For a team that’s dedicated itself to a more intuitive brand of basketball, I can’t recall one instant, apart from Bobby Brown’s alley-oop to DeAndre Jordan (3rd, 0:37), when a member of the Clippers creates a shot or makes a play for a teammate. You see basic entry passes (although even those present a serious challenge Tuesday night), an occasional reversal (usually prompted by Portland’s defensive pressure on the wing), but there’s nothing profound occurring in the Clippers’ offense. Sure, there’s spontaneity, but those impulses translate into nothing more than ad hoc decisions to confront defenders one-on-one. There’s no plan whatsoever, which explains how the Clippers throw away about a quarter of their possessions on turnovers, and how the Clippers generate only 15 assists.
Chris Kaman is entirely ineffectual, scoring four points and racking up seven turnovers. The good news? He’s looking to pass out of the double-team. The bad news? He’s incapable of doing so. Witnessing Kaman on nights like this, you begin to appreciate Zach Randolph on the low block. Better to be unwilling and unable than willing and unable.
I don’t doubt that Baron Davis truly believes he’s doing what’s necessary to establish his bona fides as team leader. What Baron doesn’t understand is that you can’t be undisciplined and indiscriminate and expect people to fall in line. You can’t launch nine of your 11 attempts from 18 feet and beyond — draining only two of the nine — without hurting your team. That’s not leadership. It’s gluttony.
The Clippers’ offense is incoherent, but their defense is atrocious. Portland scores 109 points on 90 or so possessions. As defensive failures go, that’s on par with the loss at Cleveland, the Christmas Day massacre in Phoenix and the Kaman-less loss to the Lakers a few weeks back. Martell Webster connects on seven of 11 from beyond the arc. A sampling:
- [1st, 7:11] Andre Miller and LaMarcus Aldridge engage in a two-man game on the left side, with Martell Webster situated along the arc to Miller’s right. Once Miller feeds the ball into Aldridge on the left block, the Trail Blazers’ point guard clears through, then out to the arc to Webster’s right. Since Miller is no threat from there, Baron lingers around the foul line, primed to help on Aldridge if he spins middle. As Aldridge starts his dribble, Rasual Butler makes a curious decision. Even though Davis is hedging and would be the logical help defender to double Aldridge, Butler darts over to Aldridge and blitzes him. The instant Butler attacks, Aldridge kicks the ball out to Webster. Baron, who’s still positioned at the foul line, can’t close quickly enough. Webster drains the 3-pointer.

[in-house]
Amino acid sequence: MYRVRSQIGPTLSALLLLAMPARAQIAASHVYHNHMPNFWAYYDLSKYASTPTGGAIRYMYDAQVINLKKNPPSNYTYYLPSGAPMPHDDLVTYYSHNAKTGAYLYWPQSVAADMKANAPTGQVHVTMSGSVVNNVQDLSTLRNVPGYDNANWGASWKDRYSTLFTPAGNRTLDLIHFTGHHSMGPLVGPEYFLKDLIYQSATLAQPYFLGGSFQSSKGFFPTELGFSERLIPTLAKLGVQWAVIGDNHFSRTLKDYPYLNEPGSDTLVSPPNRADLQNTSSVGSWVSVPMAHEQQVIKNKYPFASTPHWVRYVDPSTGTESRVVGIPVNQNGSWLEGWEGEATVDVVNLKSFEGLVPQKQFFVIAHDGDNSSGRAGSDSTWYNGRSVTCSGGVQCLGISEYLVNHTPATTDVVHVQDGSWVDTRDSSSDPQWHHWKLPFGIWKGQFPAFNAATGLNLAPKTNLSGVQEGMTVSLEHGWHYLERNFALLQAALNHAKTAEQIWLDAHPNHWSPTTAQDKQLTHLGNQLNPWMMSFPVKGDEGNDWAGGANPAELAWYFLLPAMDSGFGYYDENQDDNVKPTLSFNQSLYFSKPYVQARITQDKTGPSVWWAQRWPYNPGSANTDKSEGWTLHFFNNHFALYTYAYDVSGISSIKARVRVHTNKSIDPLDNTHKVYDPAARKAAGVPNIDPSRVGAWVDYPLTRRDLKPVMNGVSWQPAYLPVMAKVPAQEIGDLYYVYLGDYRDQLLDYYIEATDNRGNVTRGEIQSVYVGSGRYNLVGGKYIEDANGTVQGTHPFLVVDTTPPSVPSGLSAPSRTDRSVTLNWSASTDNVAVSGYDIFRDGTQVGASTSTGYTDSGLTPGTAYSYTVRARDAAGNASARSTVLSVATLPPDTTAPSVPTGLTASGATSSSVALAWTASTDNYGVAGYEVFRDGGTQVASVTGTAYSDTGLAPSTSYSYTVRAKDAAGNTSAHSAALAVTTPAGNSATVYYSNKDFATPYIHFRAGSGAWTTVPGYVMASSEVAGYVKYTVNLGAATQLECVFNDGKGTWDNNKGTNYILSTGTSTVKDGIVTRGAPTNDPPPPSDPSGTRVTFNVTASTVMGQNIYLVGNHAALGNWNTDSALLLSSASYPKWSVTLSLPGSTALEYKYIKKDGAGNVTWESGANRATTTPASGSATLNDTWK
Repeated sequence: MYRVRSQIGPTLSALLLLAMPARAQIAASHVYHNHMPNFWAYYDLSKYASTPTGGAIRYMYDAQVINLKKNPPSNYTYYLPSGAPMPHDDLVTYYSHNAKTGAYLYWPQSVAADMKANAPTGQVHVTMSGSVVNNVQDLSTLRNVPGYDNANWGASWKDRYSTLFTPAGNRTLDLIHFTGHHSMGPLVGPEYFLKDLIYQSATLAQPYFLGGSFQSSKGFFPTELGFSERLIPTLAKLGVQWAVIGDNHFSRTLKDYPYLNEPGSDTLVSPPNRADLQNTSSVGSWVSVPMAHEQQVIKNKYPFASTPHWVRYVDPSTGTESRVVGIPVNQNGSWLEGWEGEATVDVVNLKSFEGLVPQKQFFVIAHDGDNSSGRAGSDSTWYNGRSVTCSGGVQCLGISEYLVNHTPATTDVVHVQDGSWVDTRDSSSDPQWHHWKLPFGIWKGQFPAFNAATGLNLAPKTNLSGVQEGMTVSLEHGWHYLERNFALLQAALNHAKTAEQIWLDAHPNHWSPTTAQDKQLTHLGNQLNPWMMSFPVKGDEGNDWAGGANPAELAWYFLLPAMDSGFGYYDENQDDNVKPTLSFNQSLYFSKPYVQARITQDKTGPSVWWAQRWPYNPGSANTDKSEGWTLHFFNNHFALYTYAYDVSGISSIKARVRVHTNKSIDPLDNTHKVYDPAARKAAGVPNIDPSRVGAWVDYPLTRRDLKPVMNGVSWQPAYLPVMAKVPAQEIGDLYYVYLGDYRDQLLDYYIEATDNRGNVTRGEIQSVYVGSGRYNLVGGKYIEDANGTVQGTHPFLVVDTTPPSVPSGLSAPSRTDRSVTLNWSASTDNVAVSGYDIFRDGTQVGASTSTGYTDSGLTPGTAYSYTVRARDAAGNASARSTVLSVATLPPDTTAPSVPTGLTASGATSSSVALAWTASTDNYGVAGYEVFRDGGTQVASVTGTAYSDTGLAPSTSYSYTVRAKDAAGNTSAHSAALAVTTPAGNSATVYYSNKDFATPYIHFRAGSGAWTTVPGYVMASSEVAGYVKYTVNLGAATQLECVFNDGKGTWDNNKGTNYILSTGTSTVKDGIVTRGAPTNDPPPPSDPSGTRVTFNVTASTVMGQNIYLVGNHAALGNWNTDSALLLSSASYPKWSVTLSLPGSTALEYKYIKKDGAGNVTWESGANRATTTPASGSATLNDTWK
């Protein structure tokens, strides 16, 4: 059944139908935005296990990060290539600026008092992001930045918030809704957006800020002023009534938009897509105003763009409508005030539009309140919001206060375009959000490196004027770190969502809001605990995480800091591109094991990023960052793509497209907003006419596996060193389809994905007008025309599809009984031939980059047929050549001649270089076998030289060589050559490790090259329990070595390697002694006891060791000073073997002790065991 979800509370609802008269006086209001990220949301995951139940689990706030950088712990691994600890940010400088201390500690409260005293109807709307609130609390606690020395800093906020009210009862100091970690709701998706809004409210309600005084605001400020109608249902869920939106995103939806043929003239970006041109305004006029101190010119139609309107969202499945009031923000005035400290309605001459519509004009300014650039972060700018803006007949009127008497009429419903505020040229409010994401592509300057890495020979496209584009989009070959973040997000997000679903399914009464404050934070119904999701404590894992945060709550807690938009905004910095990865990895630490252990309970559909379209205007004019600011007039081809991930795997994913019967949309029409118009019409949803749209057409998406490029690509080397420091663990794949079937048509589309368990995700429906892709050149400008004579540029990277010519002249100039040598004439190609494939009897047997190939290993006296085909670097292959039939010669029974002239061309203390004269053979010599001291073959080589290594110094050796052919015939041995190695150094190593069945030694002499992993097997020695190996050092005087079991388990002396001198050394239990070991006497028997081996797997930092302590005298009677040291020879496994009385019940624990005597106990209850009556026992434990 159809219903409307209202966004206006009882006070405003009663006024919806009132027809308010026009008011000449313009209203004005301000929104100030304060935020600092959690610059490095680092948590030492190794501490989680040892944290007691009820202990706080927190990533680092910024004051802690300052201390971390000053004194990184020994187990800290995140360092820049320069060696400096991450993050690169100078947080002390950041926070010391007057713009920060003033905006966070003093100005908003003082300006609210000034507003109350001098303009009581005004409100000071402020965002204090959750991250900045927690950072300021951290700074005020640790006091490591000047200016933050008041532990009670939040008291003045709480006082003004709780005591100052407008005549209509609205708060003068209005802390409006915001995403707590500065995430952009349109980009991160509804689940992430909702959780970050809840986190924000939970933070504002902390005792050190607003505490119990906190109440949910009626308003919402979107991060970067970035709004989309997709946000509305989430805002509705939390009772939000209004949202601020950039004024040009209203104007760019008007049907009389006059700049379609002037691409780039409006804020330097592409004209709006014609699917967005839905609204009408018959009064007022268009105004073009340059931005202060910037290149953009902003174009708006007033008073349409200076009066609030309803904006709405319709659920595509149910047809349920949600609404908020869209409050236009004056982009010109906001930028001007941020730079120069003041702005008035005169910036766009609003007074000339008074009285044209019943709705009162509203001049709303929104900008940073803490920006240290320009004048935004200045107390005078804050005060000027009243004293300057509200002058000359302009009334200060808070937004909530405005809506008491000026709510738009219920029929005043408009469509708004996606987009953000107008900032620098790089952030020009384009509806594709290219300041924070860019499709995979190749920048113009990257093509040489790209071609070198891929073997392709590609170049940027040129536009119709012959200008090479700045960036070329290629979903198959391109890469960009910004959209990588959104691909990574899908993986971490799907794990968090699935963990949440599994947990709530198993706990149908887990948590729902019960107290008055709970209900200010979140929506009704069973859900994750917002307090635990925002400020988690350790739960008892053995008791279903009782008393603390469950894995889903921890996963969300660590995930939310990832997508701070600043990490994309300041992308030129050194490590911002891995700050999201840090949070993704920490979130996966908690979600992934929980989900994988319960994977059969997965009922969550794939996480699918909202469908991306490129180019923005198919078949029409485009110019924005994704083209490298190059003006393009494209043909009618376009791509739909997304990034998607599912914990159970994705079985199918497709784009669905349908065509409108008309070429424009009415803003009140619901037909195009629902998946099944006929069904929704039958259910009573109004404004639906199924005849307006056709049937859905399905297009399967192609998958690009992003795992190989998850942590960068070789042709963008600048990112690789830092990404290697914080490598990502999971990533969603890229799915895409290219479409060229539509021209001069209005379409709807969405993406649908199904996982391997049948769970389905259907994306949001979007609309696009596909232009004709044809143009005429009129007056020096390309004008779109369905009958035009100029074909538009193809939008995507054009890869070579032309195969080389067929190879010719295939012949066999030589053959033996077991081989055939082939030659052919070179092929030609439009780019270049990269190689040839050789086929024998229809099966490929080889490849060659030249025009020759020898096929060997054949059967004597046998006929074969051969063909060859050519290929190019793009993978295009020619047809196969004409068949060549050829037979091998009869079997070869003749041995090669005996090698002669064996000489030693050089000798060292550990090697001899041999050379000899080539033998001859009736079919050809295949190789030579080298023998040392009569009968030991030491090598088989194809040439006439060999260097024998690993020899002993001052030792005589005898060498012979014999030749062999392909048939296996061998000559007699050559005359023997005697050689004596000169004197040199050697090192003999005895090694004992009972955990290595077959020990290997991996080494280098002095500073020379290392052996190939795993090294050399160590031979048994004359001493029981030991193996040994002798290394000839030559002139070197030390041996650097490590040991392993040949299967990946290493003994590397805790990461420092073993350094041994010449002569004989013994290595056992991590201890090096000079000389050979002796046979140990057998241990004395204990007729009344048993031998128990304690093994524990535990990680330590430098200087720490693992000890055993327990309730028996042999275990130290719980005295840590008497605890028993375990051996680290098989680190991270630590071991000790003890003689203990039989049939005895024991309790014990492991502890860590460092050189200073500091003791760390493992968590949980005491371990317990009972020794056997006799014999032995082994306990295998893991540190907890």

Butler’s decision is questionable, but its risk can be diminished with good communication. There’s no evidence of that here.
- [1st, 2:59] Another faulty decision. Miller gets the ball at the left elbow on a hand-off from Aldridge, then dribbles across the foul line left to right with Davis trailing him. Davis has to fight through Aldridge. Meanwhile, Gordon accounts for Webster — who has already hit three shot from 3-point distance — on the right wing. As Miller moves laterally, Gordon falls off Webster to pick up Miller.
Here’s the operative question for Gordon: How is Andre Miller most dangerous with the ball in his hands moving east-to-west across the court? The answer: Finding open shooters for clean looks. Therefore, the best way to defend Miller in this situation is not by darting toward him, but by staying at home on the hottest shooter in the building who’s a quick, easy target for Miller just a few feet away.
Gordon makes the wrong decision and Webster nails his fourth 3-pointer of the half.
When the Clippers aren’t allowing Portland to set up shop behind the arc, they’re fouling the hell out of the Blazers, who get to the stripe for 32 attempts. Smith manages to commit five fouls in 25 minutes of action.
Both Bobby Brown and DeAndre Jordan warrant some praise. Brown records five assists in 12 minutes, while Jordan does good work in the basket area on both ends. He continues to struggle when he’s lured defensively away from the box — where Aldridge likes to play — but his post defense and general awareness Tuesday night are promising.